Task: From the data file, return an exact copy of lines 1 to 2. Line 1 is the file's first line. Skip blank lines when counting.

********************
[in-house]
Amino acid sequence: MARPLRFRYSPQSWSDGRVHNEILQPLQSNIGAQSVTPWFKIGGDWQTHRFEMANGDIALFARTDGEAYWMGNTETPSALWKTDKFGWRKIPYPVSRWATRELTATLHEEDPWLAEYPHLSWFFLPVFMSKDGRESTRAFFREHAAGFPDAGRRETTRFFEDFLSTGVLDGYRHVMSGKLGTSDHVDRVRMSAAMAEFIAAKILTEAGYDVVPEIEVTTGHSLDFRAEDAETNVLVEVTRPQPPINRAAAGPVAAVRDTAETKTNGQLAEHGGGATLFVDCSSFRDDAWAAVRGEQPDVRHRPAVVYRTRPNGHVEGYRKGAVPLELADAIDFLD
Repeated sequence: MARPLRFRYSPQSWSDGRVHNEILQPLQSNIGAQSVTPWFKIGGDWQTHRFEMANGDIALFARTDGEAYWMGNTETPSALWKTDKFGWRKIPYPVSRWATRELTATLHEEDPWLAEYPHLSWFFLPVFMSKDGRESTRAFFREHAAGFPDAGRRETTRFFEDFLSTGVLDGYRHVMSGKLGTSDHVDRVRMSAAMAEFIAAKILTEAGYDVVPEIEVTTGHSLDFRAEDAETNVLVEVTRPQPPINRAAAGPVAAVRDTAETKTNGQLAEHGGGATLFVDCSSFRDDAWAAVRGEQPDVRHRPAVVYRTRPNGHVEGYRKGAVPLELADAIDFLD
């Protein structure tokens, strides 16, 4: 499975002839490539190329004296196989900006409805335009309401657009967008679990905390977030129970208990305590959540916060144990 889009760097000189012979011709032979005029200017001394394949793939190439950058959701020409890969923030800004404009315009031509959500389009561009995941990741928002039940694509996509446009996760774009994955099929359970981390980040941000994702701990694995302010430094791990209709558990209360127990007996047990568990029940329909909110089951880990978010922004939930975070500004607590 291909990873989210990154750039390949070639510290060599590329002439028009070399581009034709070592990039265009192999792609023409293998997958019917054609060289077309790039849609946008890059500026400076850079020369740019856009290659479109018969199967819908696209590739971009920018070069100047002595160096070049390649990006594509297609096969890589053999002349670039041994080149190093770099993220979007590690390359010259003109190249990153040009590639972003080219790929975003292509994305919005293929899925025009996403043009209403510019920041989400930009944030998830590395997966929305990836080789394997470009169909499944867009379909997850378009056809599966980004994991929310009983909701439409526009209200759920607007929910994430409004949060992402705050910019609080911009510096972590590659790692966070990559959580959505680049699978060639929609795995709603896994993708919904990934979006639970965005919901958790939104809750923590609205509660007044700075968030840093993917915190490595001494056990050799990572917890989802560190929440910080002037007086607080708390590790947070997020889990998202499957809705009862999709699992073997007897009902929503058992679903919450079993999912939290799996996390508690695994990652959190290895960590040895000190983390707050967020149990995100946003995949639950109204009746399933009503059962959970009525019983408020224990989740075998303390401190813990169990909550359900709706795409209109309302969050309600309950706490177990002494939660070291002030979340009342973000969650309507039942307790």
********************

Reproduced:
[in-house]
Amino acid sequence: MARPLRFRYSPQSWSDGRVHNEILQPLQSNIGAQSVTPWFKIGGDWQTHRFEMANGDIALFARTDGEAYWMGNTETPSALWKTDKFGWRKIPYPVSRWATRELTATLHEEDPWLAEYPHLSWFFLPVFMSKDGRESTRAFFREHAAGFPDAGRRETTRFFEDFLSTGVLDGYRHVMSGKLGTSDHVDRVRMSAAMAEFIAAKILTEAGYDVVPEIEVTTGHSLDFRAEDAETNVLVEVTRPQPPINRAAAGPVAAVRDTAETKTNGQLAEHGGGATLFVDCSSFRDDAWAAVRGEQPDVRHRPAVVYRTRPNGHVEGYRKGAVPLELADAIDFLD